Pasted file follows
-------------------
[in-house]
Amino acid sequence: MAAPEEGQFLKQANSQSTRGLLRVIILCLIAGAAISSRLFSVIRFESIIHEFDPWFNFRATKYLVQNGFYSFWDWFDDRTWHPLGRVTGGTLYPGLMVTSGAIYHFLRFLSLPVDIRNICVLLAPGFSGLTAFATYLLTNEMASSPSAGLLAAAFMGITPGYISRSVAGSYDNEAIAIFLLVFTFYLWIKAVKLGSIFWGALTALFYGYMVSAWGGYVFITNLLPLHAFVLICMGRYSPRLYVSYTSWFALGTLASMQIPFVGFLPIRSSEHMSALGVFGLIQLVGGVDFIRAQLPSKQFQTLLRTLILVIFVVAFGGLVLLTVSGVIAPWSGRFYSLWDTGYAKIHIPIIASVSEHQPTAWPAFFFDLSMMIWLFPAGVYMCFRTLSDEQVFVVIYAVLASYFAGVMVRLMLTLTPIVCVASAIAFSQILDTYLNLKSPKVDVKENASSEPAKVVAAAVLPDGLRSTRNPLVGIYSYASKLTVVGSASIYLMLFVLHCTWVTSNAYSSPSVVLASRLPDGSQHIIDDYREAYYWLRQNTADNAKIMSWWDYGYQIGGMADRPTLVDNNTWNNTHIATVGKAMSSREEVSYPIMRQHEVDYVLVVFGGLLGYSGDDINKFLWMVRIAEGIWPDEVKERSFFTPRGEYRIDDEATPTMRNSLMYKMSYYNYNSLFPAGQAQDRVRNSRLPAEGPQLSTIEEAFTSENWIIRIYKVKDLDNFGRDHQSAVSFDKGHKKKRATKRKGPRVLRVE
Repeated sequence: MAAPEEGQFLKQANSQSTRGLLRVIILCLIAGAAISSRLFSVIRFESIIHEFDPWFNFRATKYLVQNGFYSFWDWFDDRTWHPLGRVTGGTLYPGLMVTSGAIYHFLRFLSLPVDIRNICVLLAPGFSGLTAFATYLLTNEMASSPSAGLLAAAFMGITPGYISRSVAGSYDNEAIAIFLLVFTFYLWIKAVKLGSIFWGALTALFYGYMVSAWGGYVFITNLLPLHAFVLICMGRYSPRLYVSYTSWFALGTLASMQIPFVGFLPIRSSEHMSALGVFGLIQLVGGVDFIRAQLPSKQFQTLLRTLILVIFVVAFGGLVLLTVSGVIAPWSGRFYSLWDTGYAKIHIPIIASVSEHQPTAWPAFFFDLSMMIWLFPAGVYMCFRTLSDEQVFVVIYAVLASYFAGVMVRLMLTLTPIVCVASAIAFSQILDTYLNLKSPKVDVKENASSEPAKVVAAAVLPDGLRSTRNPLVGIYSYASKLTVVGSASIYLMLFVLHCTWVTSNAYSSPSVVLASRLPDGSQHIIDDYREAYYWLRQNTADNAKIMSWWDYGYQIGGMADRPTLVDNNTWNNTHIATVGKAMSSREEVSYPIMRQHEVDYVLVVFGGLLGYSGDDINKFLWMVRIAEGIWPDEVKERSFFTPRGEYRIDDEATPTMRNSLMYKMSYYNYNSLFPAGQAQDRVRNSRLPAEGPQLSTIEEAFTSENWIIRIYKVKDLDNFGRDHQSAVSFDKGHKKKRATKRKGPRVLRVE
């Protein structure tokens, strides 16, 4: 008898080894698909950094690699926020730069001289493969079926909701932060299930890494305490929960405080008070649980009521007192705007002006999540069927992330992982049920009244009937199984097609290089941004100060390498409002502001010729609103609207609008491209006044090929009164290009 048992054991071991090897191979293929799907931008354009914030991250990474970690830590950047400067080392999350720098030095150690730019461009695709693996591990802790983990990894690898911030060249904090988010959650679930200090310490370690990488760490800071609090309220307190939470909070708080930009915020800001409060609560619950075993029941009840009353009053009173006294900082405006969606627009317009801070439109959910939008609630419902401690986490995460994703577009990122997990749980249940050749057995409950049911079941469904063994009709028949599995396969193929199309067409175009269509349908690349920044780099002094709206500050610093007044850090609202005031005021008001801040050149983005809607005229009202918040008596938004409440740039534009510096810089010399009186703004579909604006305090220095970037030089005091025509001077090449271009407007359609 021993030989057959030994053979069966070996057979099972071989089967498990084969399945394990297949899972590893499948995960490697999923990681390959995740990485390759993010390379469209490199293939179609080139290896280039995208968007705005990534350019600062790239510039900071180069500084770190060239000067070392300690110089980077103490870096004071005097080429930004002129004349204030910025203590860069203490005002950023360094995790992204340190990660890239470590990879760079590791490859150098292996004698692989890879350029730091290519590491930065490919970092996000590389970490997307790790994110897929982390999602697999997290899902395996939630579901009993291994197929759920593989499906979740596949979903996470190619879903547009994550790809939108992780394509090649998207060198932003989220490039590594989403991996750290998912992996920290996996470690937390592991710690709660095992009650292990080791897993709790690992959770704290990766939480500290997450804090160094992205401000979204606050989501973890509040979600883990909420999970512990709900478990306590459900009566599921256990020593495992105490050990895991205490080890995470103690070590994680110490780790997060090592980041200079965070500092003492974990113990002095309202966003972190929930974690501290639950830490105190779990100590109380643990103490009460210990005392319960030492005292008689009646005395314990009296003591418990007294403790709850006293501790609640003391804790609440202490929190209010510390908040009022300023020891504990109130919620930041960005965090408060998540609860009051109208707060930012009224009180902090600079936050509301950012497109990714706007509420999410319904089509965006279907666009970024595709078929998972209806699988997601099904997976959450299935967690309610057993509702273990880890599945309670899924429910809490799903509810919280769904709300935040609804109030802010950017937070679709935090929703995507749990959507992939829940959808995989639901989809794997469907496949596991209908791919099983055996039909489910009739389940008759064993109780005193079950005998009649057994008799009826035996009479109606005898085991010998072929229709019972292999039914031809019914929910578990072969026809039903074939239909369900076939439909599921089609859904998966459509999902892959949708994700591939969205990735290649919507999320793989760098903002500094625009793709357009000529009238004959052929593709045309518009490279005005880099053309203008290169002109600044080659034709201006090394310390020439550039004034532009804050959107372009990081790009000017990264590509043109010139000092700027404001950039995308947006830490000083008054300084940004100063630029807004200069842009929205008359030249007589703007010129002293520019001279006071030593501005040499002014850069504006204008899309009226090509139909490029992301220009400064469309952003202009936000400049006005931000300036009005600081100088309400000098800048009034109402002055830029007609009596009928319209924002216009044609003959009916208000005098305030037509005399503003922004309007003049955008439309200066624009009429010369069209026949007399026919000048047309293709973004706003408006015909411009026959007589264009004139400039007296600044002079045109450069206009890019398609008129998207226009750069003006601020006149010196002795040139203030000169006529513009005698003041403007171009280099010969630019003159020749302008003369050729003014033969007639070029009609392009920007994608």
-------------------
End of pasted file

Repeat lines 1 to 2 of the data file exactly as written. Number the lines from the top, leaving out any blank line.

[in-house]
Amino acid sequence: MAAPEEGQFLKQANSQSTRGLLRVIILCLIAGAAISSRLFSVIRFESIIHEFDPWFNFRATKYLVQNGFYSFWDWFDDRTWHPLGRVTGGTLYPGLMVTSGAIYHFLRFLSLPVDIRNICVLLAPGFSGLTAFATYLLTNEMASSPSAGLLAAAFMGITPGYISRSVAGSYDNEAIAIFLLVFTFYLWIKAVKLGSIFWGALTALFYGYMVSAWGGYVFITNLLPLHAFVLICMGRYSPRLYVSYTSWFALGTLASMQIPFVGFLPIRSSEHMSALGVFGLIQLVGGVDFIRAQLPSKQFQTLLRTLILVIFVVAFGGLVLLTVSGVIAPWSGRFYSLWDTGYAKIHIPIIASVSEHQPTAWPAFFFDLSMMIWLFPAGVYMCFRTLSDEQVFVVIYAVLASYFAGVMVRLMLTLTPIVCVASAIAFSQILDTYLNLKSPKVDVKENASSEPAKVVAAAVLPDGLRSTRNPLVGIYSYASKLTVVGSASIYLMLFVLHCTWVTSNAYSSPSVVLASRLPDGSQHIIDDYREAYYWLRQNTADNAKIMSWWDYGYQIGGMADRPTLVDNNTWNNTHIATVGKAMSSREEVSYPIMRQHEVDYVLVVFGGLLGYSGDDINKFLWMVRIAEGIWPDEVKERSFFTPRGEYRIDDEATPTMRNSLMYKMSYYNYNSLFPAGQAQDRVRNSRLPAEGPQLSTIEEAFTSENWIIRIYKVKDLDNFGRDHQSAVSFDKGHKKKRATKRKGPRVLRVE